Round Challahs—with or without raisins soaked in Myers® Dark Rum. The centerpiece of the Rosh Hashanah celebration!
Moroccan Challah—challah “spiced” with anise, sesame, and poppy seeds in honor of the spice trade that passed through North Africa and the Moroccan Jewish community. It’s the favorite of Lee Vedder at the Bakehouse, who co-authored their latest cook booklet Cup or Bowl?
Buckwheat Honey Cake – The buckwheat honey brings a beautiful blend of bold and sweet. (pictured above)
Date Rugelach and Sesame Rugelach – a sweet blend of Ashkenazi and Sephardic traditions. A great new addition at the Bakehouse this year.
Halvah Swirl Cheesecake – like I said when I wrote this up a few weeks ago, “Wow!” Terrific new offering from the Bakehouse!
Mandelbread – the classic Jewish almond biscuits. I can almost guarantee that Emma Goldman would have enjoyed them.
Transparent Apple Rétes – traditional Hungarian “strudel” made from an heirloom apple that originated in the Baltics. Buy a whole “log” of it and bake it off fresh for dessert while your family is eating their main course.
Babka – rich, buttery brioche dough, painted with dark chocolate, sprinkled with chocolate crumble and orange syrup soaked raisins. Babka French toast is really terrific too if you want a good breakfast the next morning to keep things going.
A host of good things to ship out for the high holidays all the way through ’til Yom Kippur—while it’s likely late to ship for Rosh Hashanah arrival, challah and other baked goods will be equally appreciated for Yom Kippur, the Day of Atonement. Not everything I wrote about here can be shipped, but a good bit of it can! Order up for a friend who could use a New Year’s boost!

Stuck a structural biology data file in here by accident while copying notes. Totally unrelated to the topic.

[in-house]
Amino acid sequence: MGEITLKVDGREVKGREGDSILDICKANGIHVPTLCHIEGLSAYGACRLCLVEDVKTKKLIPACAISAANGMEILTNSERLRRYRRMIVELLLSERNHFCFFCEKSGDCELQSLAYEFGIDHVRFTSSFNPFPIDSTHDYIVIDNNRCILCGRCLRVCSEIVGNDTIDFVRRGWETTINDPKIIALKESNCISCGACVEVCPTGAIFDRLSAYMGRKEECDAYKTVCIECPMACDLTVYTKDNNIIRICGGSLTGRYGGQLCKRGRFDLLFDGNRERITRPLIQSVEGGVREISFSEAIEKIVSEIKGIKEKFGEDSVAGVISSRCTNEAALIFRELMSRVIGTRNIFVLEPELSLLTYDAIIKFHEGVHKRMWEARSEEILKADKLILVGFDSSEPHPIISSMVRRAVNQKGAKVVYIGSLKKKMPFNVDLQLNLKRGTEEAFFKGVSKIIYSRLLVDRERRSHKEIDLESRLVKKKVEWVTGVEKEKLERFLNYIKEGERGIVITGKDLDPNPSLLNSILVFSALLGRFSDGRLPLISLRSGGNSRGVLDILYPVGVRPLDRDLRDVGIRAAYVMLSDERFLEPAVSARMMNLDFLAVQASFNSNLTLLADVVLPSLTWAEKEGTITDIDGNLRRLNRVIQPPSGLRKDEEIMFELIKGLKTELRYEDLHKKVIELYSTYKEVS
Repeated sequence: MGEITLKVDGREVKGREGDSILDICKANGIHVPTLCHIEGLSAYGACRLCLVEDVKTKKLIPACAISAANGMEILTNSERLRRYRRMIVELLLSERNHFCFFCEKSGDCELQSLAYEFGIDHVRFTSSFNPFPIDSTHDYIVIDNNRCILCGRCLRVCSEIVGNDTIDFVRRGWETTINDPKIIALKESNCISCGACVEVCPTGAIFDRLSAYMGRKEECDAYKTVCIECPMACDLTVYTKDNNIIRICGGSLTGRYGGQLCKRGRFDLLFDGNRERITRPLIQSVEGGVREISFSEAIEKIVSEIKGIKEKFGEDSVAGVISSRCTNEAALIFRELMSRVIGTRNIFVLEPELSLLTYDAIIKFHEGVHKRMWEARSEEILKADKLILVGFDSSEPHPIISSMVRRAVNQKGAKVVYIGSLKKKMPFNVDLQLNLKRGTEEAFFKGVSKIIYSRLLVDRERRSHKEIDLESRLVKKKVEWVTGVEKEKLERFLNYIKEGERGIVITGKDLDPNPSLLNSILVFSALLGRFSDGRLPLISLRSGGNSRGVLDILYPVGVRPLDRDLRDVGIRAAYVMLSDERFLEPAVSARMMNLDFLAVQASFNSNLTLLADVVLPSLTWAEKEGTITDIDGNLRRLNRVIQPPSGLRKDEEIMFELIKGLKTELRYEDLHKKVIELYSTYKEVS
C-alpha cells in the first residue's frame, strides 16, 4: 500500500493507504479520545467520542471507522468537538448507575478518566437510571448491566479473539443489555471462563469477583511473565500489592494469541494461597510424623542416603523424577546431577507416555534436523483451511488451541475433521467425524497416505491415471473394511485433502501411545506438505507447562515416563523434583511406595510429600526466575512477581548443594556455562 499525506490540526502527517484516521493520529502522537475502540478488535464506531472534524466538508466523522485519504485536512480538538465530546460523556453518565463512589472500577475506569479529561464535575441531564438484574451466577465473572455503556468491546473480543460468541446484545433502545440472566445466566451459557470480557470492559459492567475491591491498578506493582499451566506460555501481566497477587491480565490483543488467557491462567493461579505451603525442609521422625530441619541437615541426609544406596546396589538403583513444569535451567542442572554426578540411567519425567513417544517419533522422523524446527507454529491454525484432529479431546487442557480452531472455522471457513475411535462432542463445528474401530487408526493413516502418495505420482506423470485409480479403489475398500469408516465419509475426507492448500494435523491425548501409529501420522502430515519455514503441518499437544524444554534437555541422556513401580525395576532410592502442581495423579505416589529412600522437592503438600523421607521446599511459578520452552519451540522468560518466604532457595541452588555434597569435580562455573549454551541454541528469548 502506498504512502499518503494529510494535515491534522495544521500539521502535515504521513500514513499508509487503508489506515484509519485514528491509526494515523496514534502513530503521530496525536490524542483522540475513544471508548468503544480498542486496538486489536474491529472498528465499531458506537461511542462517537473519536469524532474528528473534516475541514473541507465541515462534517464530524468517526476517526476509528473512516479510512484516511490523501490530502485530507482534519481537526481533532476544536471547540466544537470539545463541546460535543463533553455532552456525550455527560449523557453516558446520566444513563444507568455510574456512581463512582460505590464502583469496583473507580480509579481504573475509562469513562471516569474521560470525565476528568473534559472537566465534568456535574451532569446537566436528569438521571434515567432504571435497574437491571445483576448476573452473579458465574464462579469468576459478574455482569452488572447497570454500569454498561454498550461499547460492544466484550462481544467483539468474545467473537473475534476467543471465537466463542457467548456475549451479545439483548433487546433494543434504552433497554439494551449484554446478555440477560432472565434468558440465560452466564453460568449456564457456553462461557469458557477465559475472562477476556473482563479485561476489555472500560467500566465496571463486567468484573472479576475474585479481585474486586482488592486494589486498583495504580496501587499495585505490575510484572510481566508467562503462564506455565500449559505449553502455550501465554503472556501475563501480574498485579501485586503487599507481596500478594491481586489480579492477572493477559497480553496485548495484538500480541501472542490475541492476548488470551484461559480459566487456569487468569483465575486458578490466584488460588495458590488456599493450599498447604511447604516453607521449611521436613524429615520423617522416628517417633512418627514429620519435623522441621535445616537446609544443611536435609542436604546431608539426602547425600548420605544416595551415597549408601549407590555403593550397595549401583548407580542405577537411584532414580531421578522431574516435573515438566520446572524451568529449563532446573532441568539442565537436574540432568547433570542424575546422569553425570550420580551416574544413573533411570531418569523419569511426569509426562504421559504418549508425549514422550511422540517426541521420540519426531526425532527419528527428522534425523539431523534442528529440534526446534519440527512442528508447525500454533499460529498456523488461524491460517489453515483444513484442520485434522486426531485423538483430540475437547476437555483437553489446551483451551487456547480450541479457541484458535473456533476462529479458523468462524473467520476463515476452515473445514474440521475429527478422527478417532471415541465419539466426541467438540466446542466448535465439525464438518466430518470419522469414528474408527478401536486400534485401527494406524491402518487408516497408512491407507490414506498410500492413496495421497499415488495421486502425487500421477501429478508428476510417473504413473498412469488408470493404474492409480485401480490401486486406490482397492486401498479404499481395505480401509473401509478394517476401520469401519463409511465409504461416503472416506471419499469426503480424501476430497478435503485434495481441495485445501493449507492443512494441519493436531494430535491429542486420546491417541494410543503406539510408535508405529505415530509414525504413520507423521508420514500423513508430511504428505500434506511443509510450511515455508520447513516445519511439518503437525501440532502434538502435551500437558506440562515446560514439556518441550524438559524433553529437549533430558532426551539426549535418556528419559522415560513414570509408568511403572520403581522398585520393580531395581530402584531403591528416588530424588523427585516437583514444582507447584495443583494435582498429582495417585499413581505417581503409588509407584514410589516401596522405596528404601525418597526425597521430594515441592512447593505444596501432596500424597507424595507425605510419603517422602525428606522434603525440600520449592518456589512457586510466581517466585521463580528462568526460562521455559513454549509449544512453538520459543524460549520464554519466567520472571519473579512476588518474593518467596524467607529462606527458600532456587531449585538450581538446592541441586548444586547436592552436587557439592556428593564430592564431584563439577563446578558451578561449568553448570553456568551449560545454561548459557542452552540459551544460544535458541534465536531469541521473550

Creole Matzo Ball Soup – from our friend Marcie Ferriss’ fantastic Matzo Ball Gumbo. Gently spicy and certainly delicious.
Sephardic Short Ribs – pasture-raised beef short ribs braised with citrus, onions, apricots, prunes and those terrific New Mexico green chiles. (I’m fascinated by the history of Converso Jews in New Mexico.)
Alaskan Coho Salmon – sautéed wild, line-caught Coho from our friends at Shoreline Wild Salmon. Served over the Mahjoub family’s hand-rolled Tunisian couscous with fresh arugula and a roasted carrot and ginger sauce.
Howell Melon Salad – we’ve got a limited supply of those marvelous melons from Howell that, as per Tammie’s creative idea last September, we turn into a terrific salad with heirloom tomatoes and chestnut honey.
The traditional Jewish salutation for Rosh Hashanah is, “Here’s to a happy, healthy New Year!” It’s hard to imagine anything much more appropriate right now. The other thing to say is l’shanah tovah tikatevu ve techatemu, meaning “may you be inscribed and sealed (in the Book of Life) for a good year.” With that in mind, I send many good thoughts your way. As Shimon Peres, the man who worked so hard to make peace in the Middle East for much of his life, said: “I have earned the title of expert, but it is only on what [already] was. There is no expert on what will be. And yet, without knowing the future, I remain a man full of hope.”